When it comes to private universities, businesses, or social media, the would-be censors are our fellow-citizens, not the state. Private entities like Facebook or Twitter, not to mention Yale or Middlebury, have broad rights to regulate and exclude the speech of their members. Likewise, online mobs are made up of outraged individuals exercising their own right to speak freely. To invoke the First Amendment in such cases is not a knock-down argument, it’s a non sequitur.
John Stuart Mill argued that the chief threat to free speech in democracies was not the state, but the “social tyranny” of one’s fellow citizens. And yet today, the civil libertarians who style themselves as Mill’s inheritors have for the most part failed to refute, or even address, the arguments about free speech and equality that their opponents are making.
The two ancient concepts of free speech came to shape our modern liberal democratic notions in fascinating and forgotten ways. But more importantly, understanding that there is not one, but two concepts of freedom of speech, and that these are often in tension if not outright conflict, helps explain the frustrating shape of contemporary debates, both in the U.S. and in Europe—and why it so often feels as though we are talking past each other when it comes to the things that matter most.
Of the two ancient concepts of free speech, isegoria is the older. The term dates back to the fifth century BCE, although historians disagree as to when the democratic practice of permitting any citizen who wanted to address the assembly actually began. Despite the common translation “freedom of speech,” the Greek literally means something more like “equal speech in public.” The verb agoreuein, from which it derives, shares a root with the word agora or marketplace—that is, a public place where people, including philosophers like Socrates, would gather together and talk.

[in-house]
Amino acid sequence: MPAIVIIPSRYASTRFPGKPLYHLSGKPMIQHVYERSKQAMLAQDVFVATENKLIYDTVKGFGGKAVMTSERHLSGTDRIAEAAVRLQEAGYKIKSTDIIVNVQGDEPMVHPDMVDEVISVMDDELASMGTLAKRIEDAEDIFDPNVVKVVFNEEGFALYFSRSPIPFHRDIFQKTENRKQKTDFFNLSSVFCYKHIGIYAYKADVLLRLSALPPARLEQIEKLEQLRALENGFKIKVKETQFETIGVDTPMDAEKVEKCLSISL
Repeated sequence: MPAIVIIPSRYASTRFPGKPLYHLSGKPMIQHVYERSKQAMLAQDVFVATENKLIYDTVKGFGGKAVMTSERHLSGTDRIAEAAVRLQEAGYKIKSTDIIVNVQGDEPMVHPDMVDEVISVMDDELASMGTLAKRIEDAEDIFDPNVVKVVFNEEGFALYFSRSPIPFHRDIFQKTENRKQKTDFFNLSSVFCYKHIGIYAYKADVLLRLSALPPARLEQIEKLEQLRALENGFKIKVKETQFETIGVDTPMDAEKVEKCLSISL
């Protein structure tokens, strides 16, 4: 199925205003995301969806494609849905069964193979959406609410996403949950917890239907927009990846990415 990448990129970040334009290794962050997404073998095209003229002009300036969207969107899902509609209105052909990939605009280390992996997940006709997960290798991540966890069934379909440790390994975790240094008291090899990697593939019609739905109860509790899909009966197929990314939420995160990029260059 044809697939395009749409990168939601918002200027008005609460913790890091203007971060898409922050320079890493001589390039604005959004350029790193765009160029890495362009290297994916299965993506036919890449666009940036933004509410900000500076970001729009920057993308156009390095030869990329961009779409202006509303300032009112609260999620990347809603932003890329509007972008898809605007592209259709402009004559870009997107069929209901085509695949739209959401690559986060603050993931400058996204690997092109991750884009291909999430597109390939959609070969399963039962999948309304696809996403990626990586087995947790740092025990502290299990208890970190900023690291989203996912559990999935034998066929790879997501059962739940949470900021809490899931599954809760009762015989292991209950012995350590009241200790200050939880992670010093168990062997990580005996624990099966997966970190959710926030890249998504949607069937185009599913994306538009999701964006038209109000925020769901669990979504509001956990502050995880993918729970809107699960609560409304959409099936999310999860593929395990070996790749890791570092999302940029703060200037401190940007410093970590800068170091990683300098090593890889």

In the democracy of Athens, this idea of addressing an informal gathering in the agora carried over into the more formal setting of the ekklesia or political assembly. The herald would ask, “Who will address the assemblymen?” and then the volunteer would ascend the bema, or speaker’s platform. In theory, isegoria meant that any Athenian citizen in good standing had the right to participate in debate and try to persuade his fellow citizens. In practice, the number of participants was fairly small, limited to the practiced rhetoricians and elder statesmen seated near the front. (Disqualifying offenses included prostitution and taking bribes.)
Although Athens was not the only democracy in the ancient world, from the beginning the Athenian principle of isegoria was seen as something special. The historian Herodotus even described the form of government at Athens not as demokratia, but as isegoria itself. According to the fourth-century orator and patriot Demosthenes, the Athenian constitution was based on speeches (politeia en logois) and its citizens had chosen isegoria as a way of life. But for its critics, this was a bug, as well as a feature. One critic, the so-called ‘Old Oligarch,’ complained that even slaves and foreigners enjoyed isegoria at Athens, hence one could not beat them as one might elsewhere.